Lawsuit Claims Toyota Secretly Bought Back Defective Cars

The continuing turmoil at Toyota Motor Corporation seems to have no end. According to the Denver Post, the automotive giant purchased vehicles from drivers who reported that their cars were plagued with sudden acceleration issues. Toyota neglected to advise federal regulators, wrote the Denver Post, citing court documents filed in litigation against Toyota.

Plaintiffs’ lawyers contend the Japanese company more or less forced car owners to sign confidentiality agreements so that they would be unable to publicly discuss their vehicles’ issues, wrote the Denver Post. Some of the cases go back to 2006 and, in those cases, technicians at Toyota experienced unintended acceleration—speeding without depressing the gas pedal—said the Denver Post, citing documents filed last week in U.S. District Court.

Toyota spokesman Mike Michels denied allegations that Toyota long knew about the sudden acceleration problems, but neglected to act to correct the issues, and argued that its technicians could not replicate sudden acceleration problems, said the Denver Post. “After having thoroughly analyzed these vehicles and driven them for thousands of miles, Toyota (technicians) and engineers have not been able to replicate the customers’ acceleration concerns nor found any related issues or conditions in these vehicles,” Michels said in a statement. “In fact, test driving of these vehicles is ongoing and they are operating safely,” quoted the Denver Post.

Lawsuits being filed against the automaker are on the rise, including at least one lawsuit initiated by an insurer. Allstate Insurance Co has sued Toyota Motor Corporation and is looking for over $3 million it and its affiliates paid in claims over accidents connected to the widely publicized unintended acceleration problem.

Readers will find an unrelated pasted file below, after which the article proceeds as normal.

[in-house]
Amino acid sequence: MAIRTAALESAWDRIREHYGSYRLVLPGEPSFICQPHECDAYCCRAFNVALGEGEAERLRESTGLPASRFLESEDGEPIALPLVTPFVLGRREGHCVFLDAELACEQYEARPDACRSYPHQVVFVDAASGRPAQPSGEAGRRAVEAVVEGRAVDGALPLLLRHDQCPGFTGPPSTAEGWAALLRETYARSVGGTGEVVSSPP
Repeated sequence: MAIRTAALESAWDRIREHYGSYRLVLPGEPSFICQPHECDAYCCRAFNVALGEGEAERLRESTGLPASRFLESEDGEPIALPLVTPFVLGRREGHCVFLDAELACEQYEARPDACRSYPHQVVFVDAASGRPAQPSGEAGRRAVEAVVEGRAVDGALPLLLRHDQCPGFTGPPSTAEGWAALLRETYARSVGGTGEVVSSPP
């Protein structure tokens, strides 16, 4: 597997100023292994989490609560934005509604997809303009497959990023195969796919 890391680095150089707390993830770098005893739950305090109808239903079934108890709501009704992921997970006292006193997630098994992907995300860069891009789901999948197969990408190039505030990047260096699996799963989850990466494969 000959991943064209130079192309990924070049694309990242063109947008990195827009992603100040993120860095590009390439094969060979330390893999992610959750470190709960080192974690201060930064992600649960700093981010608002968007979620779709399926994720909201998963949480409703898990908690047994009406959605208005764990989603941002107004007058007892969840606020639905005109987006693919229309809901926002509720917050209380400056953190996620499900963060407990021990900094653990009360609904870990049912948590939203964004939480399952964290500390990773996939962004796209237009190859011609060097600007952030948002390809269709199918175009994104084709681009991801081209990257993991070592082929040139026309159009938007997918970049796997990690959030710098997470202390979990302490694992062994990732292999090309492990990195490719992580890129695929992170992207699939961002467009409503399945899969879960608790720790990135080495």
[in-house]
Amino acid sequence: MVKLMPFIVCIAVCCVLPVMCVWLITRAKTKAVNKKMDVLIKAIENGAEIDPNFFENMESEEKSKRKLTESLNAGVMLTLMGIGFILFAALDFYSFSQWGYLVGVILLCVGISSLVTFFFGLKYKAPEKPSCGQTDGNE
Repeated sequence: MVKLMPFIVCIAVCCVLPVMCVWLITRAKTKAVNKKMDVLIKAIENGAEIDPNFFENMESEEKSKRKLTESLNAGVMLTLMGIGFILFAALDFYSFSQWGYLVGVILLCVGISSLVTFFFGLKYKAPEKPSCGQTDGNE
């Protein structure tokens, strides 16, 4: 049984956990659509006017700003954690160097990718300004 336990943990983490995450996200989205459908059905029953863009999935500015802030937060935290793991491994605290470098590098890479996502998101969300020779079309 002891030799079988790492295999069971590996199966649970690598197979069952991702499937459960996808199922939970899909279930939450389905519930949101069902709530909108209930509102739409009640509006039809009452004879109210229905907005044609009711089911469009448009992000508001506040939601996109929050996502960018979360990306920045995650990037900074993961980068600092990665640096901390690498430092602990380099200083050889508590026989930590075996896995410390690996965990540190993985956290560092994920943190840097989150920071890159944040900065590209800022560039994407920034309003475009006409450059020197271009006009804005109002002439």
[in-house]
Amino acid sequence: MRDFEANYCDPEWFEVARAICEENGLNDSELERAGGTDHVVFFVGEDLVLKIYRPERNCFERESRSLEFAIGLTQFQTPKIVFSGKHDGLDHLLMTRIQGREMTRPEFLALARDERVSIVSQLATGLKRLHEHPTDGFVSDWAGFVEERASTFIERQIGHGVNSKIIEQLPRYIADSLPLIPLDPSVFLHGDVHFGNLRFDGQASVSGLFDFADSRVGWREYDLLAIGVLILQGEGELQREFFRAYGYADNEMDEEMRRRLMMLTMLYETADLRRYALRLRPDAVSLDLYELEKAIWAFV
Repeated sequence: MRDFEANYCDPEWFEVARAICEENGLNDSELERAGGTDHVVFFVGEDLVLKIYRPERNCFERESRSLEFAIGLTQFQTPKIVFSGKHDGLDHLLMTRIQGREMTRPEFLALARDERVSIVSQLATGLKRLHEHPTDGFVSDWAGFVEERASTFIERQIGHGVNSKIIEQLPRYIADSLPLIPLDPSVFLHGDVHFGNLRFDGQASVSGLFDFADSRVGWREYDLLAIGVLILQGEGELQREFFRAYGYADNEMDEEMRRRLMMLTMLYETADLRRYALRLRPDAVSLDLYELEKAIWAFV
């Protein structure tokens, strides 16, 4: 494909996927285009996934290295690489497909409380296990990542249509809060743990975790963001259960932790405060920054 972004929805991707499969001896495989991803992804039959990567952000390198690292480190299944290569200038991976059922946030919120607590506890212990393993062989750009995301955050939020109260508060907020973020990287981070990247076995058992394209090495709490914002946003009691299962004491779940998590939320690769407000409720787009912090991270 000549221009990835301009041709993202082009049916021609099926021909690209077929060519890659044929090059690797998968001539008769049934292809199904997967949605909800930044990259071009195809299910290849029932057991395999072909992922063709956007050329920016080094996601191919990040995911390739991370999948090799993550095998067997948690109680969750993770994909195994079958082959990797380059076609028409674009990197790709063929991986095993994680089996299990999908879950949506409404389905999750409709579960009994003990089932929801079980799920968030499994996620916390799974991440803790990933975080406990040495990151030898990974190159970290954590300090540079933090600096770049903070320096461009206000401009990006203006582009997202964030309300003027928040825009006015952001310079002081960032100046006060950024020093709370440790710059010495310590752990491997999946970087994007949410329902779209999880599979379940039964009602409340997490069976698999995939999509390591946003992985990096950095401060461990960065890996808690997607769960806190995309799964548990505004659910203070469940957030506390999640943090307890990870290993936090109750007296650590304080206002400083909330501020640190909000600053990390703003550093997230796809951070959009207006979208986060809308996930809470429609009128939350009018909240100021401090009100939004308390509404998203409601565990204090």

Christina Loznicka, Allstate spokeswoman told Reuters, “We are expected to be one of several insurance companies that are taking this action.” Allstate alleges that Toyota ignored evidence pointing to its vehicles’ acceleration problems and that it also did not install a brake override system it stated would have averted accidents, said NewsCenter. Allstate also alleged that Toyota “essentially hid the problem,” when it should have recalled or redesigned the defective vehicles, quoted NewsCenter. “This has resulted in numerous claims of instances of property damage and injuries, including in some instances, fatalities,” the suit says, added NewsCenter.

The National Highway Traffic Safety Administration (NHTSA) said it is likely that Toyota vehicles have been involved in about 90 deaths linked to unintended acceleration crashes since 2000. Since last November, Toyota has recalled many millions of vehicles worldwide over floor-mat interference and sticking pedal problems that may lead to incidents of unintended acceleration. Some vehicles are subject to both recalls.

Despite its assertions of innocence, beleaguered Toyota Motor Corporation just settled a lawsuit with the relatives of four family members who were killed in a horrific accident in San Diego that involved California Highway Patrol trooper Mark Saylor (45); his wife, Cleofe (45); Mahala, their 13-year-old daughter; and Chris Lastrella (38), their brother-in-law; all four perished. Details of the chilling accident included 911 tapes of the family asking one another to pray just before their deaths in an out-of-control 2009 Lexus that plummeted over an embankment and burst into flames.

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